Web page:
- Almond pulp… I use almond pulp in most of my bread recipes because it helps lighten the texture. You can use whole nuts ground to a small meal but the bread will be much heavier.
- Sweetener is up to you but I don’t suggest omitting it. It adds a balance to the overall flavor of the bread. You can use just about any sweetener that you desire.
- Add the dry ingredients to the bowl and hand mix until well incorporated. Depending on how moist your almond pulp is, you may need to add water so the dough sticks together nicely. If you do, do this by adding 1 Tbsp at a time.
- Shape the loaf. I used a medium-sized mixing bowl that had a nice roundness to the bottom of the bowl. I lightly greased the bowl with coconut oil and packed the dough mix into the bowl. I then used a lid that was smaller than the bowl diameter to use to press down on evenly and firmly. See photo below.
- Pop the dough out of the container and place flat-side down on the mesh sheet that comes with the dehydrator.
- Dehydrate at 145 degrees (F) for 1 hour. This will create a crust on the outside.
- Remove the bread and on a cutting board, cut the bread into 1/2 – 1″ thick slices.
- I cleaned the knife in between cuts so make the cut nice and clean. Don’t saw back and forth, this will cause the edges to crumble.
- Lay each slice back onto the mesh sheet.
- Decrease the temperature to 115 degrees (F) and continue to dehydrate for about 10 hours.
- This time will vary due to the climate, humidity in your home and how full the dehydrator is.
- Keep an eye on the bread and remove when it reaches the texture that you desire.
- Shelf life and storage: My personal recommendation would be to store this bread in an air-tight container, in the fridge, for 3-5 days.
- The more moisture that is left in your bread, the shorter the shelf life. Therefore, shelf life will vary with your drying technique. Whenever I make this bread, it never lasts long enough to spoil.
- Keep in mind, even though this bread freezes well, the whole purpose of eating a raw diet is to eat foods at their peak of freshness, so don’t expect this bread to have a long expiration date.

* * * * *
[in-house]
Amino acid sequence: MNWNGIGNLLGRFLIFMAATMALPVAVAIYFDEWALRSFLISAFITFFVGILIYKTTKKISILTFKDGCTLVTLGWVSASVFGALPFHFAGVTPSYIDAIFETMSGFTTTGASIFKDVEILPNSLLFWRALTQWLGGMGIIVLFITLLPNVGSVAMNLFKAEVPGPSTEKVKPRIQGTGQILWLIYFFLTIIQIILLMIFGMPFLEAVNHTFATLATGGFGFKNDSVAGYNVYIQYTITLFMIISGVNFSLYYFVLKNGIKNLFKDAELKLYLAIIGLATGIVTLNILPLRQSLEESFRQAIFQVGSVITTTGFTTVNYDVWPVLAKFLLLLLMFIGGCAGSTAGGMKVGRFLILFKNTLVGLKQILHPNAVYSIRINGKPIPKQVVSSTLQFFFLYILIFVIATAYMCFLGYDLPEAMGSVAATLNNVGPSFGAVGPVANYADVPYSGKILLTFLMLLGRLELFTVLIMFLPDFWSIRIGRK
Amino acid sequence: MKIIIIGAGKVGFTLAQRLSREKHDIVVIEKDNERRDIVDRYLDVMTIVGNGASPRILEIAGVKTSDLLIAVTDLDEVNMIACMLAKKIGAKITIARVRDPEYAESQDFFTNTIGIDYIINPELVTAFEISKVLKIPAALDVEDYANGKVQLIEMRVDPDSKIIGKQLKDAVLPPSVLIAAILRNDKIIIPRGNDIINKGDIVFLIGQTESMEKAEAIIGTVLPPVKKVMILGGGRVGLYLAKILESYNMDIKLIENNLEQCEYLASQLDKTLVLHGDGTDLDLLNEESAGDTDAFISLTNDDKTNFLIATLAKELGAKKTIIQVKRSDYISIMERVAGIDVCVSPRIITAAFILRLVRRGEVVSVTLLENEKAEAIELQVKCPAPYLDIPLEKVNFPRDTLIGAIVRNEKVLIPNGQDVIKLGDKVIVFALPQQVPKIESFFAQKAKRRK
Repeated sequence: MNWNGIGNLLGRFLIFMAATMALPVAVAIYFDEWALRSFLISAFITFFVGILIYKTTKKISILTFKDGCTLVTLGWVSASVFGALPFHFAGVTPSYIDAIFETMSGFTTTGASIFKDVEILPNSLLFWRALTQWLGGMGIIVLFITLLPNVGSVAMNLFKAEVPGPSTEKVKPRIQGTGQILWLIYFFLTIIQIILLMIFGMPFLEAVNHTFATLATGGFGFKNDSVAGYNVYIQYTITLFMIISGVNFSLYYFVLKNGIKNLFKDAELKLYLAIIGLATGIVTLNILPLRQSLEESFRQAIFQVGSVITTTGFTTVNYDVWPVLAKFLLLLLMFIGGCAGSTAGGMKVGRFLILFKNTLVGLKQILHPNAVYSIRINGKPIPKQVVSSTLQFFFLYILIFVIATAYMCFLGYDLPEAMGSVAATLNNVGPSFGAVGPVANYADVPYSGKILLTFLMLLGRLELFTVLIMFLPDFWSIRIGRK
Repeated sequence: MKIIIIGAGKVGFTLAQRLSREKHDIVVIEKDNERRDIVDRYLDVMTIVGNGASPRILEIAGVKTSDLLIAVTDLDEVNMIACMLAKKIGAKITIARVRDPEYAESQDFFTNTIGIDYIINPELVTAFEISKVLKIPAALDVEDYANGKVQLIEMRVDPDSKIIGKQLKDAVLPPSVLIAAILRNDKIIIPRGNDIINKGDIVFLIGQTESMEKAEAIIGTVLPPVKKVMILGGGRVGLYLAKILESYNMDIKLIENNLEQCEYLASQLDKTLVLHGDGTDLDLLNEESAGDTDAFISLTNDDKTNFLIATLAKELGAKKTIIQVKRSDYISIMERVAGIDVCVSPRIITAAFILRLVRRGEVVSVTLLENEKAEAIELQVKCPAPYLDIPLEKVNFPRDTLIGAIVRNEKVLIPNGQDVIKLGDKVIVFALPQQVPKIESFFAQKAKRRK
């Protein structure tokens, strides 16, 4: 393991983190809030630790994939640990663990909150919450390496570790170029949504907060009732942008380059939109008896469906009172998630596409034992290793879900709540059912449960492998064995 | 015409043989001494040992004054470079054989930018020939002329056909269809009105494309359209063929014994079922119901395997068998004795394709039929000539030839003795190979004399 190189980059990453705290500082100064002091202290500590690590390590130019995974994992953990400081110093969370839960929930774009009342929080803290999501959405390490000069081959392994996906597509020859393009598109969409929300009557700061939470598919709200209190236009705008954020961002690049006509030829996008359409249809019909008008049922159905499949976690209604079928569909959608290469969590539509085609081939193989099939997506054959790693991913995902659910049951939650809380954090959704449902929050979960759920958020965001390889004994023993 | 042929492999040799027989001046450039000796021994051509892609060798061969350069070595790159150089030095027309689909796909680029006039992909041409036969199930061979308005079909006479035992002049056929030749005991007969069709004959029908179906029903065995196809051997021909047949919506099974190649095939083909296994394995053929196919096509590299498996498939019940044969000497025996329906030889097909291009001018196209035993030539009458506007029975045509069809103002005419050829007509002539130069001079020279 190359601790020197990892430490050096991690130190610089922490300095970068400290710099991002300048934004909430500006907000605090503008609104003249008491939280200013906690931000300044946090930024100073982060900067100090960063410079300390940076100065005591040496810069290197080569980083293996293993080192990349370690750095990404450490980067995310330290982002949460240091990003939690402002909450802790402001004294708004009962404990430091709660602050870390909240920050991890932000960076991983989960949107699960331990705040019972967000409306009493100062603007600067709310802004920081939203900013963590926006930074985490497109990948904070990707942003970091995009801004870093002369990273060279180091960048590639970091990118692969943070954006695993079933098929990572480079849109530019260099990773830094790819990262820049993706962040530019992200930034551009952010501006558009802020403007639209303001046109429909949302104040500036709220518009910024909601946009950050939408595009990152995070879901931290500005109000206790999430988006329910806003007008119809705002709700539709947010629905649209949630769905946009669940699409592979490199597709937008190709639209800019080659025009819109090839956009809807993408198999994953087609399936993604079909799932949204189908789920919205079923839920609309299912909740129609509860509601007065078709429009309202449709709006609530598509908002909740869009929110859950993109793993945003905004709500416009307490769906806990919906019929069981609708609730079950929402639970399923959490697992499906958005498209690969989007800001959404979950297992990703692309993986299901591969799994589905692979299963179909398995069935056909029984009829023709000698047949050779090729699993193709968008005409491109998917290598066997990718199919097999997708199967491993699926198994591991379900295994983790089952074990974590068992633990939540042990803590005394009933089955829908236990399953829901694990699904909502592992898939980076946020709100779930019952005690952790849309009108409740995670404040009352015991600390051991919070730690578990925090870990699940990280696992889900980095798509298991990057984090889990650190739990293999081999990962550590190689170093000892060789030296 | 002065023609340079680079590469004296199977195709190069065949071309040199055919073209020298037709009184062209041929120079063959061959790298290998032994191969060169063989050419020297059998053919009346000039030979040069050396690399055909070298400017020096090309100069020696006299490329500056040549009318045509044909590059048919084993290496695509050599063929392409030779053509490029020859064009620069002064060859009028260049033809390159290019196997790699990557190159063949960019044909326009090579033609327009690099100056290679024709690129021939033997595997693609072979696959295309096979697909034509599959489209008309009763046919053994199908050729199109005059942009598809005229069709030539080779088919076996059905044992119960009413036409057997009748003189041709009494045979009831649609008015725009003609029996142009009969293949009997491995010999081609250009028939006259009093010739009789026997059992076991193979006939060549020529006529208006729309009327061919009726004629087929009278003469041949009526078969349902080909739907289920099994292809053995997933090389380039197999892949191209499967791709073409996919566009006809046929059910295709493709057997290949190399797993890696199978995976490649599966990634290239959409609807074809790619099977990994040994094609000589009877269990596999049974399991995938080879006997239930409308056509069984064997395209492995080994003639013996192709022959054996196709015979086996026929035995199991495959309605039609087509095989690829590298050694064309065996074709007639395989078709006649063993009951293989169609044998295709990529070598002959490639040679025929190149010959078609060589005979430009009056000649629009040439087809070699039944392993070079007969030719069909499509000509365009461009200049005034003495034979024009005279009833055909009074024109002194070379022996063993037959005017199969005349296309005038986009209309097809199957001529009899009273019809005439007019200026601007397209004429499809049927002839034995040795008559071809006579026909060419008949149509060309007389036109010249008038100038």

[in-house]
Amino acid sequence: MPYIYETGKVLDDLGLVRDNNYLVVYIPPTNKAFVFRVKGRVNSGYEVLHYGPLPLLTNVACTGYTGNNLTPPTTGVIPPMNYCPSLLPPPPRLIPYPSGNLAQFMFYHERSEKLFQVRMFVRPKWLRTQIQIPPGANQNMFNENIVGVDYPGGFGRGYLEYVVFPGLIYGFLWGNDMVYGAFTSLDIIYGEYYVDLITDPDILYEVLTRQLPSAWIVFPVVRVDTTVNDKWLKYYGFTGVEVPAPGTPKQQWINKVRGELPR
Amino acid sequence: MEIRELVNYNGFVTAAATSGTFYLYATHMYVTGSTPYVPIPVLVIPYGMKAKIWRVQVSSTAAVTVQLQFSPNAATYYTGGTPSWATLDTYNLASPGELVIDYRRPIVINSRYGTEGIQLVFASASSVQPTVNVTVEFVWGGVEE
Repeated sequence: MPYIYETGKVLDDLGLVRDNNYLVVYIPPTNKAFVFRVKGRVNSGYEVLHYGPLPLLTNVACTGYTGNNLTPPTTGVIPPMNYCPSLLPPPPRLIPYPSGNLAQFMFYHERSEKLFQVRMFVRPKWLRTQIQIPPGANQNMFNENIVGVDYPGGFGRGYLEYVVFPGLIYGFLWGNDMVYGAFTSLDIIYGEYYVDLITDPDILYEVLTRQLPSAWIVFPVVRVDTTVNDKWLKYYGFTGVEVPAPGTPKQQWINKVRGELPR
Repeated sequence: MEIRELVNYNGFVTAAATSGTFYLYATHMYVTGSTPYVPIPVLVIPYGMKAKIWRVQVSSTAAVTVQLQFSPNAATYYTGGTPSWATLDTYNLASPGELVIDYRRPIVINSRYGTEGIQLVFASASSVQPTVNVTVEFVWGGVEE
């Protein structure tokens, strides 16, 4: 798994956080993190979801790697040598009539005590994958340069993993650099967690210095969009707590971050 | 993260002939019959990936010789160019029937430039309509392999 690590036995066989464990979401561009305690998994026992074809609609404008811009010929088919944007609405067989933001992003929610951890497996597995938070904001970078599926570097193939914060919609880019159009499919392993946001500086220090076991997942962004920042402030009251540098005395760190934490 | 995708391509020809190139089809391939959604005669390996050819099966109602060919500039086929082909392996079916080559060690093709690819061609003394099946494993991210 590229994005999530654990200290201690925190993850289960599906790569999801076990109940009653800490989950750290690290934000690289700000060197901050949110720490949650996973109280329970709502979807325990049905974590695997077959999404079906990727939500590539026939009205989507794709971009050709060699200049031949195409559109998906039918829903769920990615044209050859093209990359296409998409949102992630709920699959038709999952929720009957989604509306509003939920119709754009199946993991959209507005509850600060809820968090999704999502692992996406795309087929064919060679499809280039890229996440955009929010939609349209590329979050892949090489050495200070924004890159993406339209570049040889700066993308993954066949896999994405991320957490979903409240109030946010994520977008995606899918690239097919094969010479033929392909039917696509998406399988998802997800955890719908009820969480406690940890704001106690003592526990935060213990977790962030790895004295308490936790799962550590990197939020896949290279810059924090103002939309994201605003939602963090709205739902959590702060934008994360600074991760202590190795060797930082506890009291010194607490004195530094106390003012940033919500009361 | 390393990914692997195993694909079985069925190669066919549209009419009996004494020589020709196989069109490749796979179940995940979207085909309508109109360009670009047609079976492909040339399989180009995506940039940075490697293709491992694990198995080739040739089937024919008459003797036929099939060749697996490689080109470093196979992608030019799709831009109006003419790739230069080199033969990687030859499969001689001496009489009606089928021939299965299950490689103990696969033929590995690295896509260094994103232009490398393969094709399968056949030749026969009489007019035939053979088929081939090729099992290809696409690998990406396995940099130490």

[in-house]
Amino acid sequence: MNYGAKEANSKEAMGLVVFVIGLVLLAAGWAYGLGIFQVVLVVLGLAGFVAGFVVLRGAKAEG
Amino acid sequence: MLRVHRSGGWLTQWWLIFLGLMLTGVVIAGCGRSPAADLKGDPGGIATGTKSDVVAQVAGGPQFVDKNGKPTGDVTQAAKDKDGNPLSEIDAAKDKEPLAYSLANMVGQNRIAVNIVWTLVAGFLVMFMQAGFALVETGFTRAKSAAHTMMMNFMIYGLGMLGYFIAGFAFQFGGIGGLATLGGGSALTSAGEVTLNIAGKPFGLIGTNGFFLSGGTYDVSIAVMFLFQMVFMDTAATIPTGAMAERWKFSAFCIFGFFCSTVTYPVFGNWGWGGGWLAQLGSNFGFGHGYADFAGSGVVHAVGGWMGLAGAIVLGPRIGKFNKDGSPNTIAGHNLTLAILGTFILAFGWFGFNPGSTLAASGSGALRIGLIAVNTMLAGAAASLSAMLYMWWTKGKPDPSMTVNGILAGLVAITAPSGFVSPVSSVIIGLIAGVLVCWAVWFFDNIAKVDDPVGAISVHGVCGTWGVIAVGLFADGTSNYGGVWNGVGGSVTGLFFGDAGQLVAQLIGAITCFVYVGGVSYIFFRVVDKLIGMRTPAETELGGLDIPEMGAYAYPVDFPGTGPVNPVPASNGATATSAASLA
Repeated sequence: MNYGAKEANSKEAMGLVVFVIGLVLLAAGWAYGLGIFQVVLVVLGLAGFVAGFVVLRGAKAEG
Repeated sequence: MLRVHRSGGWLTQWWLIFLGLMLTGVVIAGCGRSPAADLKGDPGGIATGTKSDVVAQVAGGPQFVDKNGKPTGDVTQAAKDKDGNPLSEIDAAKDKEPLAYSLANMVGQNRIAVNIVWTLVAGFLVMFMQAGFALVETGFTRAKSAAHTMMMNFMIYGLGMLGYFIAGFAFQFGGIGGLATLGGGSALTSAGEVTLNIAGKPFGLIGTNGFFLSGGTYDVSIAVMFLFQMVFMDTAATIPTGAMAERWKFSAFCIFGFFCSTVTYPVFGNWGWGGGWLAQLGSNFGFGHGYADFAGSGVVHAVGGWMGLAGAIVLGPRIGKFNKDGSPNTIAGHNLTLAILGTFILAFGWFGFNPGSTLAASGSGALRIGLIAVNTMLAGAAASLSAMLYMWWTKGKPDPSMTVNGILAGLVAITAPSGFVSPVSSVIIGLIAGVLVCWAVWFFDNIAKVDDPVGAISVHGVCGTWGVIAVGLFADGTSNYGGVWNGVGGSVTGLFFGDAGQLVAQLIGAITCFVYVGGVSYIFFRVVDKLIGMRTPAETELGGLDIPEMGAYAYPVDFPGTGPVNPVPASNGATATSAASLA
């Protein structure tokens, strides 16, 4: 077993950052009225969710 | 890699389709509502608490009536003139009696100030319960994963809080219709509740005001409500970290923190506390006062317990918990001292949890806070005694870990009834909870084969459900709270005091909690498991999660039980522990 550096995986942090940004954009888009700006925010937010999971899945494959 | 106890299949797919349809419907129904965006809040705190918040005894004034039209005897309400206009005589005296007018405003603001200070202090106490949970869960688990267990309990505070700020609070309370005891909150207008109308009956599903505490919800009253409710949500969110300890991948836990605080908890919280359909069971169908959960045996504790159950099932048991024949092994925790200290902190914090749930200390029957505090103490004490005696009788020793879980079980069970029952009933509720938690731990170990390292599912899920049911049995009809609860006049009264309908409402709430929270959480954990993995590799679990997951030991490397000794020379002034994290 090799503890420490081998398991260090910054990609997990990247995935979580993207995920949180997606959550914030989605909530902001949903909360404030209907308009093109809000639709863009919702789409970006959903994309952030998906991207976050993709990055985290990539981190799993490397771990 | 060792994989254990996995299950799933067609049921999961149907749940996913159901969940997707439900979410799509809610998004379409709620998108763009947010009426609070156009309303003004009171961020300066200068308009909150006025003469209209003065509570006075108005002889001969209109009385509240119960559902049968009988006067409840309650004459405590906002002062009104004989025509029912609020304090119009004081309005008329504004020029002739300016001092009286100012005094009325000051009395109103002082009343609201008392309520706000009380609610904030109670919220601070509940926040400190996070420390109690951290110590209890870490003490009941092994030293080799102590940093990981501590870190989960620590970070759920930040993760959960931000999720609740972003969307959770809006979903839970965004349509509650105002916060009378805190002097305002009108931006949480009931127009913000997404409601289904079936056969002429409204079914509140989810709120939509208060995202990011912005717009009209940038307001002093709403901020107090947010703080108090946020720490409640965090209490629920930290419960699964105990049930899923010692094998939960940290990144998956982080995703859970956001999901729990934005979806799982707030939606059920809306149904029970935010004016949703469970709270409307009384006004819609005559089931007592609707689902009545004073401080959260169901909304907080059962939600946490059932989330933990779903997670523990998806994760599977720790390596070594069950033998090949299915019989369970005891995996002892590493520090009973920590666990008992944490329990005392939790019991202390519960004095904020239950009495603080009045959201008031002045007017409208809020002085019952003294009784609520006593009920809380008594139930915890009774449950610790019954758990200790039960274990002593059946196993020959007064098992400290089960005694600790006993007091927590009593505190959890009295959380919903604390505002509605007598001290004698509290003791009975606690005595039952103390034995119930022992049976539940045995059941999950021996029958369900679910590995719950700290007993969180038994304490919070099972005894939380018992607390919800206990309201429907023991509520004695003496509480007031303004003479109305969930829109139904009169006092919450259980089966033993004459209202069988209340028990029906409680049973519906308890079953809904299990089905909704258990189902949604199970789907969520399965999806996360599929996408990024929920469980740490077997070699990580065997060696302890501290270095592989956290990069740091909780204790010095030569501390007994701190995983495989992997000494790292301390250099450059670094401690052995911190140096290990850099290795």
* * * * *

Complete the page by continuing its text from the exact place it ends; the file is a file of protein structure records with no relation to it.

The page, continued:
The Institute of Culinary Ingredients™
- To learn more about maple syrup by clicking (here).
- Click (here) for my thoughts on raw agave nectar.
- What is Himalayan pink salt and does it really matter? Click (here) to read more about it.
- Are oats gluten-free? Yes, read more about that (here).
- Are oats raw? Yes, they can be found. Click (here) to learn more.
- Do I need to soak and dehydrate oats? Not required but recommended. Click (here) to see why.
- Learn how to grind you own flax-seeds for ultimate freshness and nutrition. Click (here).
- How does psyllium work in a recipe? Learn more (here).
- Why do I start the dehydrator at 145 degrees (F). Click (here) to learn the reason behind this.
- When working with fresh ingredients it is important to taste test as you build a recipe. Learn why (here).
One of the greatest joys when creating raw food recipes is experimenting with different ingredients… a practice that I highly encourage. Daily I get questions regarding substitutions. Of course we all might have different dietary needs and tastes which could necessitate altering a recipe. I love to share with you what I create for myself, my husband, friends and family. I spend a lot of time selecting the right ingredients with a particular goal in mind, looking to build a certain flavor and texture.
So as you experiment with substitutions, remember they are what they sound like, they are substitutes for the preferred item. Generally they are not going to behave, taste, or have the same texture as the suggested ingredient. Some may work, and others may not and I can’t promise what the results will be unless I’ve tried them myself. So have fun, don’t be afraid, and remember, substituting is how I discovered many of my unique dishes.